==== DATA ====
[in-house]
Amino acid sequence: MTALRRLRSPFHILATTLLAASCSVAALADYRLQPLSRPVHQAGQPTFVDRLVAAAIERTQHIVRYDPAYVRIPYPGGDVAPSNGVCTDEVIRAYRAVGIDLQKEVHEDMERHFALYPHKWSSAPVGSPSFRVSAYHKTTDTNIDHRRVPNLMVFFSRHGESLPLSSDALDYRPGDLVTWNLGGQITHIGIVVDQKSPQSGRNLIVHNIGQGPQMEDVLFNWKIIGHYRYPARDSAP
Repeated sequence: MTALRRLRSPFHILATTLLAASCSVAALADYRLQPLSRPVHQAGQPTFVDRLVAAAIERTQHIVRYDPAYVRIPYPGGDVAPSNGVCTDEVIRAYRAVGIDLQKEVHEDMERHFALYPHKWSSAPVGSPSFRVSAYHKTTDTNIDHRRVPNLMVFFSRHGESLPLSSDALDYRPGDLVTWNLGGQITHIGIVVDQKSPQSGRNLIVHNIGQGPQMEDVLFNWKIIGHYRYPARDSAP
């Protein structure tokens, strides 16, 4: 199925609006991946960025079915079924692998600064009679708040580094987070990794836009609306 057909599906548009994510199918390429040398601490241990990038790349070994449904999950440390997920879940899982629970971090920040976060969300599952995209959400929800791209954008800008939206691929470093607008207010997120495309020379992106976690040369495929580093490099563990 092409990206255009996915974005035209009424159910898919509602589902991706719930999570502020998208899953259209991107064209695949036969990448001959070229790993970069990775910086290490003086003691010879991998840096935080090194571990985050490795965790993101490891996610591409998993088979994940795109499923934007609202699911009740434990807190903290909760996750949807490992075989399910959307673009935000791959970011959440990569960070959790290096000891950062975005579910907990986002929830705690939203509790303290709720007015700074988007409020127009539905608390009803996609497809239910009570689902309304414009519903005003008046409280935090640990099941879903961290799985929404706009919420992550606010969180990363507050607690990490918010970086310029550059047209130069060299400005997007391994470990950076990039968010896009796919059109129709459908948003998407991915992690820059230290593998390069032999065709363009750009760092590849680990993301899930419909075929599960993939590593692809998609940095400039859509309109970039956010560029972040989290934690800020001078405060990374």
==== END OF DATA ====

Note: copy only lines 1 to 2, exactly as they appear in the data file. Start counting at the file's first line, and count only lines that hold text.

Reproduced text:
[in-house]
Amino acid sequence: MTALRRLRSPFHILATTLLAASCSVAALADYRLQPLSRPVHQAGQPTFVDRLVAAAIERTQHIVRYDPAYVRIPYPGGDVAPSNGVCTDEVIRAYRAVGIDLQKEVHEDMERHFALYPHKWSSAPVGSPSFRVSAYHKTTDTNIDHRRVPNLMVFFSRHGESLPLSSDALDYRPGDLVTWNLGGQITHIGIVVDQKSPQSGRNLIVHNIGQGPQMEDVLFNWKIIGHYRYPARDSAP